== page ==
AG Chris Koster Crusades for National Day of Prayer on YOUR Behalf, Missouri
|Koster Prays the Ruling Gets Reversed|
The observance, first established by President George Washington, was put in legal jeopardy last April when a federal judge in Wisconsin sided with the Freedom From Religion Foundation Inc. and ruled that the National Day of Prayer violates the separation of church and state. (Read that decision here).
The federal government disagreed and appealed. Now Koster and the other state AGs have jumped in to lend support with their amicus brief, arguing that the Day of Prayer is actually less intrusive than, say, the prayers that begin sessions of Congress, which the Supreme Court has previously upheld.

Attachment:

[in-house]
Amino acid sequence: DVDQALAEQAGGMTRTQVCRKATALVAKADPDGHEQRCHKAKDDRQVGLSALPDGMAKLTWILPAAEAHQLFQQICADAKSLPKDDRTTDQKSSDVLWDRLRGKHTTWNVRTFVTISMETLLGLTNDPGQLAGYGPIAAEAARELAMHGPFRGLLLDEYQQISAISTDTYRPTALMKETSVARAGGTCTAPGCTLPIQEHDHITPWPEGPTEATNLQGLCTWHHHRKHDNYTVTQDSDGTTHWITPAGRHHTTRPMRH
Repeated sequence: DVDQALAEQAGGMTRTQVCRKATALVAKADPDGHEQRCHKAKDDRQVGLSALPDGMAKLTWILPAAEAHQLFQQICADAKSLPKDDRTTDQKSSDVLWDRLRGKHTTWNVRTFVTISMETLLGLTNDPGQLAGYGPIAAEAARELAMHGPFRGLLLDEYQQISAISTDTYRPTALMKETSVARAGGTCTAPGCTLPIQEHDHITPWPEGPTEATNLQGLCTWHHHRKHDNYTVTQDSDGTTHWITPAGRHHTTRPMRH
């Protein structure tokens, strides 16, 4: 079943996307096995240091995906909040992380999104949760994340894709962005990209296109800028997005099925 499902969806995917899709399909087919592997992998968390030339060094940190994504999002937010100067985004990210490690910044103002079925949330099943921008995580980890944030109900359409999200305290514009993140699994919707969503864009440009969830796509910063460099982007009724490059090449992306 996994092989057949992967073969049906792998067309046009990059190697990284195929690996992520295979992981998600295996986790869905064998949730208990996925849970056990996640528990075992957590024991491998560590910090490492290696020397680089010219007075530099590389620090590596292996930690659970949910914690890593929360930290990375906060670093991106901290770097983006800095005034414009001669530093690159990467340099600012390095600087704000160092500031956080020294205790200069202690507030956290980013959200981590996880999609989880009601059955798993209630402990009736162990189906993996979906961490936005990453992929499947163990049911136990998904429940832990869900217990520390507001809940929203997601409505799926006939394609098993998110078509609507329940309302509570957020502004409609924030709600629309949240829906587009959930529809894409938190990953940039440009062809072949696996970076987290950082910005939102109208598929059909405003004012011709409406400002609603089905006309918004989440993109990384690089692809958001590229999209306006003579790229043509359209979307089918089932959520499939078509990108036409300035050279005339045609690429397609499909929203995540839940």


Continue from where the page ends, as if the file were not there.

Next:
Read the original full district court ruling, or check out the excerpt below, both written by Judge Barbara B. Crabb:
"[The National Day of Prayer] goes beyond mere "acknowledgment" of religion because its sole purpose is to encourage all citizens to engage in prayer, an inherently religious exercise that serves no secular function in this context. In this instance, the government has taken sides on a matter that must be left to individual conscience....
[This is] not a judgment on the value of prayer or the millions of Americans who believe in its power. No one can doubt the important role that prayer plays in the spiritual life of a believer.
....However, recognizing the importance of prayer to many people does not mean that the government may enact a statute in support of it, any more than the government may encourage citizens to fast during the month of Ramadan, attend a synagogue, purify themselves in a sweat lodge or practice rune magic."